Thursday, July 26, 2018

A Forgotten SF Novel: The Hawks of Arcturus, by Cecil Snyder III

A Forgotten SF Novel: The Hawks of Arcturus, by Cecil Snyder III (DAW, 1974)

a review by Rich Horton

Cecil Snyder III was born 20 July 1948, and on his 70th birthday last week I thought I ought to resurrect whatever I wrote when I first read this novel a couple of decades ago. But I couldn't find that -- so, crazily, I went ahead and reread the book, and I've written up my current thoughts.

About Snyder almost nothing is known. (In fact, at first I thought he might be a pseudonym.) But his  Science Fiction Encyclopedia entry says "US author ... should not be confused with his father, Cecil K. Snyder, Jr., also an author". And that remains the sum total of my knowledge.

(Cover by Kelly Freas)
I used to cite The Hawks of Arcturus as one of the worst SF novels I have ever read, to stand with Jean Mark Gawron's Algorithm, or J. D. Austin's Second Contact, or Larry Niven's Rainbow Mars. So why reread it? As I said, crazy. But, curiously enough, for about half the book I was thinking, "Hey, this isn't so bad! It's not great, but it's kind of fun with a nice mystery ..." -- and, then, in the second half Snyder snatches awfulness from the jaws of mediocrity. He doesn' so much fail to stick the landing as bang the balance beam with his head on the way down and land flat on his back. But, that said, I think the vaguely promising opening lifts it from utterly awful to merely bad.

It opens on Earth, as the Arcturian Ambassador is confronted by one of his own people, En'varid, who demands that he support their warlike new Herald, Darlan, in a rebellion by Arcturus against the Dominions. The Dominions are an association of all the human worlds, which consist of a great number of human colonies on other planets, as well as Earth, which has been restored to life by the colonials in recent centuries. No actual aliens have ever been encountered. The Ambassador resists En'varid's request, because he knows that a war will be no good for anyone, and that Darlan is a dangerous man. En'varid himself, we learn, is plotting against Darlan, for his own advancement.

Then the POV shifts, to Chen, a young man who has just bought a new prospecting ship. He is hitching a ride on the large transport taking the Arcturans back home, and he soon encounters, and is enchanted by, En'varid's personal pilot, a beautiful woman named Alsar. Alsar takes him to a party thrown by the Arcturans, where he meets Darlan. And the next morning, Chen is arrested for the murder of En'varid ... it's clear he's being railroaded, as the murder must have been committed by someone from Darlan's delegation, for political reasons.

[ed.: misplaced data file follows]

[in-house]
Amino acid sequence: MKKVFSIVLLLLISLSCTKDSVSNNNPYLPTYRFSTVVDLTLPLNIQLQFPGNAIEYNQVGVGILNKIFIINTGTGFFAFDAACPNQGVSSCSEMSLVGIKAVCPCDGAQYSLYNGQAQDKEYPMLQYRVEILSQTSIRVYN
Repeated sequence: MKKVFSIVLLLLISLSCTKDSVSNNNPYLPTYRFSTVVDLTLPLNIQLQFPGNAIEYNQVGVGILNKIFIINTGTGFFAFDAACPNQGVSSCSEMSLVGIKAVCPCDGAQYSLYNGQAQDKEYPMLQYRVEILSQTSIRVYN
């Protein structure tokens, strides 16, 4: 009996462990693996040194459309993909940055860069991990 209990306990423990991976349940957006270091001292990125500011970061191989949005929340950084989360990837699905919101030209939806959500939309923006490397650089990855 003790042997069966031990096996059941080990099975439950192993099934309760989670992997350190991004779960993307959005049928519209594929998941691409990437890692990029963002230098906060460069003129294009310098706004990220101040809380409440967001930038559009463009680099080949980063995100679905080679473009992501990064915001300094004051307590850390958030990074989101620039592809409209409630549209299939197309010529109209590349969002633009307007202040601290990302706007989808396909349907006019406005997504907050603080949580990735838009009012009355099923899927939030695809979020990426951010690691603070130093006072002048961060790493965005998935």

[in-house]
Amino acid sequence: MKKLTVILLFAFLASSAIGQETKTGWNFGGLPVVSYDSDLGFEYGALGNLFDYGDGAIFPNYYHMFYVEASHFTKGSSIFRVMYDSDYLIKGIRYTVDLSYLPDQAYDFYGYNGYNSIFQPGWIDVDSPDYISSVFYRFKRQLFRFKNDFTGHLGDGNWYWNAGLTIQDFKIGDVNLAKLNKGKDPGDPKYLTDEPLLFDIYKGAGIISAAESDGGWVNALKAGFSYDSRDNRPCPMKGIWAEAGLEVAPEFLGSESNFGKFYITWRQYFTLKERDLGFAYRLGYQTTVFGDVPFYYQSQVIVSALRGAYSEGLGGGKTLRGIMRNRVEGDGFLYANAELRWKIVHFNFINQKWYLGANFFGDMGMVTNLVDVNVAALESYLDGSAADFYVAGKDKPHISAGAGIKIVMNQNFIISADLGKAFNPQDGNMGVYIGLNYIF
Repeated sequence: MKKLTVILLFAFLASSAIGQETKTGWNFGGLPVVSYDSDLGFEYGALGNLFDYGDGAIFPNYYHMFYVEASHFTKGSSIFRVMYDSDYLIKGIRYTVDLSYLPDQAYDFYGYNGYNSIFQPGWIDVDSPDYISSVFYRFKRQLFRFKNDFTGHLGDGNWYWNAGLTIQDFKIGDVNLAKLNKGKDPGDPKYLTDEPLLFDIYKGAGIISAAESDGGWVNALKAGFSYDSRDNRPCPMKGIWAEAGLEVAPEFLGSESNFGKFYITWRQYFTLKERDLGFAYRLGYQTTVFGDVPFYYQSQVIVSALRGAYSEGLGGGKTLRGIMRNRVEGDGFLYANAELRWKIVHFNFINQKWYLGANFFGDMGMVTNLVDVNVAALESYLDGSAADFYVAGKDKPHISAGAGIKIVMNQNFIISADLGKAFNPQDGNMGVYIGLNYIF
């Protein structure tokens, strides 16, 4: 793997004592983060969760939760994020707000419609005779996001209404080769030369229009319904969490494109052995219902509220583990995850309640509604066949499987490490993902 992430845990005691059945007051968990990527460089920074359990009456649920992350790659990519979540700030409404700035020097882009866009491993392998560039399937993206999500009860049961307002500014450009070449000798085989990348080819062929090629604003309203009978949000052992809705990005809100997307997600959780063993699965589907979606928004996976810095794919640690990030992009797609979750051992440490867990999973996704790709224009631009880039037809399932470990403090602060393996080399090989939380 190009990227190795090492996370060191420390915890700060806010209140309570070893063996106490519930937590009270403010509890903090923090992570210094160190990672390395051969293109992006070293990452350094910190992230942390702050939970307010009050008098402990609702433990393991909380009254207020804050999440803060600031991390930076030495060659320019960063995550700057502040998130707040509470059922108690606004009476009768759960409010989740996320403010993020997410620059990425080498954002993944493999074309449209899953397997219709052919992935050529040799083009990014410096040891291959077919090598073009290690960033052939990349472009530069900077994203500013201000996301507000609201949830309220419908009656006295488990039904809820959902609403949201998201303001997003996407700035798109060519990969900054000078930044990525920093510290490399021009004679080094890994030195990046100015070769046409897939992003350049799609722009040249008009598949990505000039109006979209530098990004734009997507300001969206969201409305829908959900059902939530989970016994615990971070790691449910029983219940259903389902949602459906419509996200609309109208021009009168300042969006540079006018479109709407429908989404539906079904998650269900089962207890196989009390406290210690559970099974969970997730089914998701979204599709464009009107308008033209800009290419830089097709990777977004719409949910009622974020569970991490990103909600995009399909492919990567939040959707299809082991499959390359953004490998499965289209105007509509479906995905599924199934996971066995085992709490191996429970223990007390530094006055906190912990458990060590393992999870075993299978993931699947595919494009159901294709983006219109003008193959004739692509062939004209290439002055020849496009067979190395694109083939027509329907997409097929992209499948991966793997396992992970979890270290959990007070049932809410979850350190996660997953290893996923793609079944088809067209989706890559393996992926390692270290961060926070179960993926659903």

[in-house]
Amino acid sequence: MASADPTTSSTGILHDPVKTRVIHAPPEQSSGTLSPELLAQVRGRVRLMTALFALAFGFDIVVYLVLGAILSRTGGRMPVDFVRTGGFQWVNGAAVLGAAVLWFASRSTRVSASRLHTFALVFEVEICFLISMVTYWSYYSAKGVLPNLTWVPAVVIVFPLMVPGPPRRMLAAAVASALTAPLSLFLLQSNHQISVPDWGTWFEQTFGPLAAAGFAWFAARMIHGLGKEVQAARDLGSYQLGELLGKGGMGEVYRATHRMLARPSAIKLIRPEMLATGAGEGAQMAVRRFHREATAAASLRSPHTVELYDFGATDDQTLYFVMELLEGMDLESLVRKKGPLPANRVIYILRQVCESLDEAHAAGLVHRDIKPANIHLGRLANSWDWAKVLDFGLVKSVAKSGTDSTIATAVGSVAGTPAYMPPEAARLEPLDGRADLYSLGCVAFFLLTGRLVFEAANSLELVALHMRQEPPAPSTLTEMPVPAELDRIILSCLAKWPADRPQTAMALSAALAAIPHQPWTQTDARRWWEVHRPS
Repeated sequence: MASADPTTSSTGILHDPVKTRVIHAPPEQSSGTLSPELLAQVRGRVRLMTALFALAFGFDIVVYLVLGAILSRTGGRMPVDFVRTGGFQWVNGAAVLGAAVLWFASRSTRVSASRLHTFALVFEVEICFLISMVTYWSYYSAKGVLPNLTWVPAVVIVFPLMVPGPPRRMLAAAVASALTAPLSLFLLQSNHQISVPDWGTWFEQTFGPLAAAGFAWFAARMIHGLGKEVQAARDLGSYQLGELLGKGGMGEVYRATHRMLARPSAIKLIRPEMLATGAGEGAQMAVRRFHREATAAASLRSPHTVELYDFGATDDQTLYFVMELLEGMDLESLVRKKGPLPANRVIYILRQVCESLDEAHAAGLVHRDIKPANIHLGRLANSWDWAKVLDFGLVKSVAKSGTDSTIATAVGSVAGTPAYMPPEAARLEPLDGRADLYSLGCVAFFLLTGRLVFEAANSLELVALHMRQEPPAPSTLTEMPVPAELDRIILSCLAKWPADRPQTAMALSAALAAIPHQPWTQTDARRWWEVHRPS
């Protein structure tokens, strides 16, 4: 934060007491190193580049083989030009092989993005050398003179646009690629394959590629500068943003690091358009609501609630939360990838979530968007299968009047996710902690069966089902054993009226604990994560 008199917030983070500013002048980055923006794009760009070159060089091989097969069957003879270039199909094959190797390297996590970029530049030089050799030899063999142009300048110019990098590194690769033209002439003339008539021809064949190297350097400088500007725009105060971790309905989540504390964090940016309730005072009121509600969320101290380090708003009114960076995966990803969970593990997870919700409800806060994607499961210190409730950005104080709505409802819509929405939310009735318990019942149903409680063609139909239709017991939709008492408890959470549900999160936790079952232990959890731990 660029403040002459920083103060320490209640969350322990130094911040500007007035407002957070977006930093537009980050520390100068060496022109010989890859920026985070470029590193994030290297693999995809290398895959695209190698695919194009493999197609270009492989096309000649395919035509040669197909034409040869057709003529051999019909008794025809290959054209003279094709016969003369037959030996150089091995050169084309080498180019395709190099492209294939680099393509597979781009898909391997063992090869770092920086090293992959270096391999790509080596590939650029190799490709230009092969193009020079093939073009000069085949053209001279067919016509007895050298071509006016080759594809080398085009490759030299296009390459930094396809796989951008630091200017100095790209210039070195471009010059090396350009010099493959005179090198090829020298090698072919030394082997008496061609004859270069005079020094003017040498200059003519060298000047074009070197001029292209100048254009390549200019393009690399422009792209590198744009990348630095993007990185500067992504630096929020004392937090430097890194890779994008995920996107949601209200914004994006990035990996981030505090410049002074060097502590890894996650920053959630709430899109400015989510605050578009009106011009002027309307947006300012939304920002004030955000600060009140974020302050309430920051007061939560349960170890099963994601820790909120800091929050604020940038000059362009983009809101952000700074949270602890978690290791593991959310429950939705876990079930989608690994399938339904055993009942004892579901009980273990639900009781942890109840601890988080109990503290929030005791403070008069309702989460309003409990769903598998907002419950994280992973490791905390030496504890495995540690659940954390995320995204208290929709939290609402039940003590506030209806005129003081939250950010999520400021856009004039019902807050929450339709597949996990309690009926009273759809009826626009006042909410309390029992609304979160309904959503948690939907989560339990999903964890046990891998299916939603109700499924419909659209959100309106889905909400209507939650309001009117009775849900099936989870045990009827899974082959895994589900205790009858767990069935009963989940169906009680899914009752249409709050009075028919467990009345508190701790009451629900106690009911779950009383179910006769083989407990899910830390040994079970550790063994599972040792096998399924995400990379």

We learn Chen's own secrets ... he, an orphan, was raised by an old prospector named Inman, who had investigated a mysterious artifact made of crystallized helium. And Chen has a shard of crystal helium himself -- but he has no idea what it all means.

When they get to Arcturus Chen is rescued by Alsar, and taken to a remote location. He needs to hide from the Arcturan authorities, while Alsar returns to Darlan. But Chen is impatient, and escapes again, only to be picked up by Dominion authorities, and expelled from the planet.

Up to this point I was pretty interested. The Arcturan rebellion, trite as it was as a plot element, still showed signs of being interesting. Alsar -- femme fatale or true ally of the good guys? The mystery of the crystallized helium. Another mystery -- memories of strange past events that come to people (En'varid and Chen included) who use another mysterious artifact (that turns out to be helium too of course) -- these events seem to involved a group of humans escaping a system destroyed by a nova, and being pursued by the warlike enemy Andere.

But apparently Snyder didn't know where to go with this. Chen ends up pursuing clues about a series of novas and finds a strange planet. But somehow Darlan ends up there too, in an unusual ship. There is a star-busting weapon. There is a curious story concerning the histories of Inman, Darlan, and even Alsar and Chen. (There are more than a couple bits reminiscent of Star Wars, which, to be sure, came out three years after this novel -- I doubt any influence occurred in either direction.) Then a return to Arcturus, and a thoroughly unconvincing and weirdly unmotivated strange conclusion. I thought the prose deteriorated in the latter half as well -- I really wonder if Snyder didn't just lose interest in the whole thing.

I think the elements of the book could have made a middling decent light space opera -- nothing great, but something OK. But in the end it's a pretty bad light space opera.


  1. Looks like that first comment is spam. At least this book has a nice Freas cover.

  2. I bought all of the DAW fanatically until Don Wollheim died, but I confess to having read only a few, a number that does not include this one. Good to know I didn't miss all that much.

    1. Did you display them in numerical order? I have heard it said that one of Wollheim's strategies in numbering all the DAW books was to entice collectors to get every one.